Big guns wheeled out for opening shots in annual Oscar battle

Fortunately, I managed to miss the worst of the northern snows last week as I was in London catching up on many of the perceived big hitters which will arrive on cinema screens in the forthcoming awards season.

It was a frenetic time, dashing from one screening venue to another. Firstly, there was Danny Boyle's 127 Hours, co-written by our own Simon Beaufoy. The Coen Brothers' True Grit, based on the same western novel that spawned John Wayne's only Oscar-winning performance, received a very warm reception.

Throw in Barney's Version, the re-imagining of Graham Greene's classic novel Brighton Rock and the awesome spectacle that is Tron: Legacy and some serious pictures were rolled out to an eager press.

The British film that everyone is talking about is The King's Speech. It is leading the way this year in the UK's Oscar hopes and we can fully expect Colin Firth to be nominated as best actor in a category that could see him duelling (again) with Jeff Bridges, who could well get the nod for his growling, no-nonsense lawman in True Grit.

All these titles are released in the UK prior to the end of February – Oscar time. They're already out in the United States. Thus it is that so many of the year's best movies are shoe-horned into the eight-week period that immediately follows Christmas.

The reason? All the big awards ceremonies take place in January, February and March. Count them: running up to the Academy Awards are the Golden Globes, the Screen Actors' Guild Awards and the Baftas. Throw in several high-profile international festival awards – all of them an indicator of potential glories to come – and it's often relatively easy to pinpoint the Oscar hopefuls.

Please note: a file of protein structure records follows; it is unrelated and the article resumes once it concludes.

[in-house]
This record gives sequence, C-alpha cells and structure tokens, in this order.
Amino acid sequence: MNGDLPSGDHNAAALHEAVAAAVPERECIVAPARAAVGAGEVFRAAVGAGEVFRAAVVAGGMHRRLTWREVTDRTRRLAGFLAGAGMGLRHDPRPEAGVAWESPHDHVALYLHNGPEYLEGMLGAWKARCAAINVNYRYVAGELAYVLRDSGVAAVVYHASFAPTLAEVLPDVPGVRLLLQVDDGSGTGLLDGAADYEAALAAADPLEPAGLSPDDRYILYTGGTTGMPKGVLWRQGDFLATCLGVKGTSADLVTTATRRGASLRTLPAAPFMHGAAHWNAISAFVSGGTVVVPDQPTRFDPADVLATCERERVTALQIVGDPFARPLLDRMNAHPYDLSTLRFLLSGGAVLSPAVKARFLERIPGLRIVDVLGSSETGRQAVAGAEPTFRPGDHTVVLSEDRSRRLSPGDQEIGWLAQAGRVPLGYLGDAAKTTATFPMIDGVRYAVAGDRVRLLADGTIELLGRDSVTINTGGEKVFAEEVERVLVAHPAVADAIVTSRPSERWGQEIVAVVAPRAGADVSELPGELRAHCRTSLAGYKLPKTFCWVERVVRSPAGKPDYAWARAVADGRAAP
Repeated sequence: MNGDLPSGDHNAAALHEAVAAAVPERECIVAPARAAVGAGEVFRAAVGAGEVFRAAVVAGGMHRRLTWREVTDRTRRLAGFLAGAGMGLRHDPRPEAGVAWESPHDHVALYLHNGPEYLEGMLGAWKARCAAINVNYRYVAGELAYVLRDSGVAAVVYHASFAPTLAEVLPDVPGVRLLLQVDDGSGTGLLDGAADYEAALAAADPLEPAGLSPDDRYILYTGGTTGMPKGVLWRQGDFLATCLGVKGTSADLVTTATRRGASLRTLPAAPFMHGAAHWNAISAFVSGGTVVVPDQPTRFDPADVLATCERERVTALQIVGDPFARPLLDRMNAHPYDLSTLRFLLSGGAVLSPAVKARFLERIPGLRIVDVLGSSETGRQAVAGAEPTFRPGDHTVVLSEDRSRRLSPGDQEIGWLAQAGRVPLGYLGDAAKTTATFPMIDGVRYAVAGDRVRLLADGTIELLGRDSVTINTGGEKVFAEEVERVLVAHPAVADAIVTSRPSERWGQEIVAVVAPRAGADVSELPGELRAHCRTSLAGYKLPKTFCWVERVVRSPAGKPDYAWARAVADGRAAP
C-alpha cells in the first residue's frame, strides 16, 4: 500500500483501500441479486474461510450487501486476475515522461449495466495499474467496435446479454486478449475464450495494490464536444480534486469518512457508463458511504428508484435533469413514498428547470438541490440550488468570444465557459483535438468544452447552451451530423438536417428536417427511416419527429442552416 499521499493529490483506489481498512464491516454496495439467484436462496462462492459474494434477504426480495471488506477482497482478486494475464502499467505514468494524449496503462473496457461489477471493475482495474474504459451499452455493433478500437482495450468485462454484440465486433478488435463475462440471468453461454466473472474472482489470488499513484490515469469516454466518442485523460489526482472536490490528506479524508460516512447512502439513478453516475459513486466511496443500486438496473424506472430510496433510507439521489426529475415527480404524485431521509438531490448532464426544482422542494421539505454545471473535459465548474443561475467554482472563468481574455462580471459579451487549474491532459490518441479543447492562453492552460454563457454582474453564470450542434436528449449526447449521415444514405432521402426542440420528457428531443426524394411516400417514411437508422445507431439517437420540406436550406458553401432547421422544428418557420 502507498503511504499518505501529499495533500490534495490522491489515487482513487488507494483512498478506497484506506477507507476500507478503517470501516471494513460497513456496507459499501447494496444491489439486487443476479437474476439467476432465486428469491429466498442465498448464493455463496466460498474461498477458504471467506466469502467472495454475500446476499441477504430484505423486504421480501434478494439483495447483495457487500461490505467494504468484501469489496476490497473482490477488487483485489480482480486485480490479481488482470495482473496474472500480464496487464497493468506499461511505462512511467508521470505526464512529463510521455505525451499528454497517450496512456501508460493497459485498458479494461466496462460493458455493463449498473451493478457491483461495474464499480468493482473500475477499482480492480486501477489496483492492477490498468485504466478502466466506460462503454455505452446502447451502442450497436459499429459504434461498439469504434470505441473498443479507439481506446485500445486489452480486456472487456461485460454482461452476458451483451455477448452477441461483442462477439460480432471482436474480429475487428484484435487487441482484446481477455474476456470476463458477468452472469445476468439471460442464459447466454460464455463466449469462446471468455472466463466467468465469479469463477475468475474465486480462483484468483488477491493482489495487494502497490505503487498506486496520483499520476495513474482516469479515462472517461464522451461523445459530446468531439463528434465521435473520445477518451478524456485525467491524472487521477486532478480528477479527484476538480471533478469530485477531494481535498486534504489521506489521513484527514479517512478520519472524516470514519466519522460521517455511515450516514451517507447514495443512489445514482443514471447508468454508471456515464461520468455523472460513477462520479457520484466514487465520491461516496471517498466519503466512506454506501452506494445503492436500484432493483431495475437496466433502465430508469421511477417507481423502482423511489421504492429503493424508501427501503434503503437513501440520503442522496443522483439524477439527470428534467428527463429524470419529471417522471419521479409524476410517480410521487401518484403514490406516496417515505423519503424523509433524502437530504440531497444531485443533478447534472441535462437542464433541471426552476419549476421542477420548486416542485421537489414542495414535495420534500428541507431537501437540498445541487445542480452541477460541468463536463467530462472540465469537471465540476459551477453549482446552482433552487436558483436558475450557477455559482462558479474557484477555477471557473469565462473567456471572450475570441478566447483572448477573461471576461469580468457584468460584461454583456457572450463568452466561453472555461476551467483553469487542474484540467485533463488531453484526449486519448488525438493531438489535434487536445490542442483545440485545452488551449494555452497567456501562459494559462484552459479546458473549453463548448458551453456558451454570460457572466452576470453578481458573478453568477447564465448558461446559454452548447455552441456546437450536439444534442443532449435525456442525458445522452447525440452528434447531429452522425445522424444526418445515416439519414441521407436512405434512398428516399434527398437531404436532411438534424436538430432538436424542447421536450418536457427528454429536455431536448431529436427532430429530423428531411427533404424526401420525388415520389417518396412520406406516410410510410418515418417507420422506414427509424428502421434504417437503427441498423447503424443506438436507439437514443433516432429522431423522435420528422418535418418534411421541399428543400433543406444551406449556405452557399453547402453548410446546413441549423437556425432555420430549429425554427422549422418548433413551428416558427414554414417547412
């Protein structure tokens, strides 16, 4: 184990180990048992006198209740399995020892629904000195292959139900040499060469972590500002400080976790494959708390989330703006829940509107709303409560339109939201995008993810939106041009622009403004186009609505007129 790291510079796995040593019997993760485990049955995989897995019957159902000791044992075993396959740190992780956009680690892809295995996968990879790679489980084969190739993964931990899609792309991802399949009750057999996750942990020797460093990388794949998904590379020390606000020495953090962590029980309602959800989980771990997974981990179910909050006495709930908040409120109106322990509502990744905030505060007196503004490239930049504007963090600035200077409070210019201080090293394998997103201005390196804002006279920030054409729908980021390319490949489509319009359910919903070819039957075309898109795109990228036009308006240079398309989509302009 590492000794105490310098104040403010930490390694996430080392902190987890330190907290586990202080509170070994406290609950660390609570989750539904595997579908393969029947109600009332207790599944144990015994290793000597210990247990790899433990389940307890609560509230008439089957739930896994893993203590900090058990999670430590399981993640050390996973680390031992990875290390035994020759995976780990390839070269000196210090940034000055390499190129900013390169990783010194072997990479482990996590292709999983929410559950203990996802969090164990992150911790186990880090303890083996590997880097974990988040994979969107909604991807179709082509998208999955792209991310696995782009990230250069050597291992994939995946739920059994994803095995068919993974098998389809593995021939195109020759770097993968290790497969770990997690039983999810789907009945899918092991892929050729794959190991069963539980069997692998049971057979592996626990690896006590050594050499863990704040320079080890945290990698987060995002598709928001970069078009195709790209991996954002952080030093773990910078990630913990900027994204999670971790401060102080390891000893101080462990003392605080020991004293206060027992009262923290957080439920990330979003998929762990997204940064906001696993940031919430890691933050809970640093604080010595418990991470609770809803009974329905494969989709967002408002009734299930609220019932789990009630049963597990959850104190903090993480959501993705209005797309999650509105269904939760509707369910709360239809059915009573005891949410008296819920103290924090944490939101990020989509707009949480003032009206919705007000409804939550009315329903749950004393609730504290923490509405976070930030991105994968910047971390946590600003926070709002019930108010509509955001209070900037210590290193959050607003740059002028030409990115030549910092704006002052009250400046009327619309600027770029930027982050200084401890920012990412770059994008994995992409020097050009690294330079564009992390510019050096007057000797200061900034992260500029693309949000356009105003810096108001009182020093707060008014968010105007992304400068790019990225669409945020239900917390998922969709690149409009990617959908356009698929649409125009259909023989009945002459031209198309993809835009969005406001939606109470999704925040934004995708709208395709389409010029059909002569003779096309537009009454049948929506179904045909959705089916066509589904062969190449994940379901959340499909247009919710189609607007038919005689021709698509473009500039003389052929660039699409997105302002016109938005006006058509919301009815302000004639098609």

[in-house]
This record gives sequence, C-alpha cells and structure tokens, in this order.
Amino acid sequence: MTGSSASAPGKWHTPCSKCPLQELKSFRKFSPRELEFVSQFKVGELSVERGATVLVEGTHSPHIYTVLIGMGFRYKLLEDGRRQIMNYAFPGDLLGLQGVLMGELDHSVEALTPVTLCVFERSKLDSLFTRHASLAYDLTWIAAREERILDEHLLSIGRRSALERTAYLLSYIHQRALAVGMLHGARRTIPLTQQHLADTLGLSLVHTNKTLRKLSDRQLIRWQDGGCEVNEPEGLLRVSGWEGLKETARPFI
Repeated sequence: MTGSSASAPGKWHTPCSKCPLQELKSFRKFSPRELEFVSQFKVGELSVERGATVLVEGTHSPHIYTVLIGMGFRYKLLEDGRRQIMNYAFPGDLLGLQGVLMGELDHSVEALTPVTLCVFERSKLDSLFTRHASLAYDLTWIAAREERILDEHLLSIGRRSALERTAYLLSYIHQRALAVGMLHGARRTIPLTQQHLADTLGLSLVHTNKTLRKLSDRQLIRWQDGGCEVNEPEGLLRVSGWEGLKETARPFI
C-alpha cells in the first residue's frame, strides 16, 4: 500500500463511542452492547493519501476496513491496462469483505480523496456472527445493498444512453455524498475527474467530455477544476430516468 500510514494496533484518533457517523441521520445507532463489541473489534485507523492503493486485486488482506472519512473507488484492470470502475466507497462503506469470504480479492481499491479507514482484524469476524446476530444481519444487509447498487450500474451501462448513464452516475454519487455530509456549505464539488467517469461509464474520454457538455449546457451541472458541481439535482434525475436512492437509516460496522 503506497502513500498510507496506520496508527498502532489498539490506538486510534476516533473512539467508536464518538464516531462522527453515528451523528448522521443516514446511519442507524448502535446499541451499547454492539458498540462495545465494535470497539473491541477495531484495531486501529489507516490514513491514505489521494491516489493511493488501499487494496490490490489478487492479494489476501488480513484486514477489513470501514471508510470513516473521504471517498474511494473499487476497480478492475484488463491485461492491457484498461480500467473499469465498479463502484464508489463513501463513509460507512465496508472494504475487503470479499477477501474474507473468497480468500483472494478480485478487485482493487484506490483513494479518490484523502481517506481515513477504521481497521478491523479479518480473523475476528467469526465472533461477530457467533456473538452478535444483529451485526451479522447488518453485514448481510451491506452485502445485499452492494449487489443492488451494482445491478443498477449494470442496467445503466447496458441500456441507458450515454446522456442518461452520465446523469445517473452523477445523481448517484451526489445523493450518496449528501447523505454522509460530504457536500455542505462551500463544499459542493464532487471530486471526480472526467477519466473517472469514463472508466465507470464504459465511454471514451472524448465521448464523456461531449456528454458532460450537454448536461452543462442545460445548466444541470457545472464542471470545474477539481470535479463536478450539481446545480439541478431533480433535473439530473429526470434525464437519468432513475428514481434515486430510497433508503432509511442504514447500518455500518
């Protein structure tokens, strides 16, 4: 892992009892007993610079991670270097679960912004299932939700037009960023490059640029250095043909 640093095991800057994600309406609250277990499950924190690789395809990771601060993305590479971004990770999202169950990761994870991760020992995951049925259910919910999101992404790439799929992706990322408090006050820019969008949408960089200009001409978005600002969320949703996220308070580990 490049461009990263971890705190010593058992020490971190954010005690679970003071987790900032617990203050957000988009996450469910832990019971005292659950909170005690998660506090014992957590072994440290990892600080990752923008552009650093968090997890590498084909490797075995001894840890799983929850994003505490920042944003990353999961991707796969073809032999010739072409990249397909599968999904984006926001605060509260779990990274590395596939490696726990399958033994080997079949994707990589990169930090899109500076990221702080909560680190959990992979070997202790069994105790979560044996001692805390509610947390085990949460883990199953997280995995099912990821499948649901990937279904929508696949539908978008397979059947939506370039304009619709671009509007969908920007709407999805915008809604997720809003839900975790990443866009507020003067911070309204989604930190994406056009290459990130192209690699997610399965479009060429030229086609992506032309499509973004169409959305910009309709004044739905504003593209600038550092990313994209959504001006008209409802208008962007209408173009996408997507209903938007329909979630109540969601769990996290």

For it is indeed the Oscars that really count. No big surprise, then, that the Academy of Motion Picture Arts & Sciences is said to be seriously considering moving its annual awards event to January.

The possibility of such a change was mooted by none other than Meryl Streep. In an interview last year she described the Academy Awards as "the big kahuna" and advocated that they should take place on New Year's Day to "pre-empt everybody else".

With awards events falling over themselves to honour what is, primarily, the Hollywood elite, Oscar has increasingly become the last runner in the race. To combat this in 2004 the Academy Awards moved back a month, from March to February.

A further move to the very beginning of the year might re-energise Oscar's importance as the pre-eminent bauble but, at the same time, it could diminish the traditional "awards season" to the extent that smaller films will suffer.

Pictures aimed at older audiences rather than

the teen multiplex crowd often garner much critical awareness by being associated with the long haul through the Globes, the SAG awards and the Baftas before finally arriving at the Oscars.

To move the Academy Awards would deny them that, just as the switch to an earlier date would inevitably have a detrimental effect on the multitude of other glitzy awards events.

Perhaps that's what AMPAS wants. After all, in the beginning there was Oscar. Maybe there can be only one.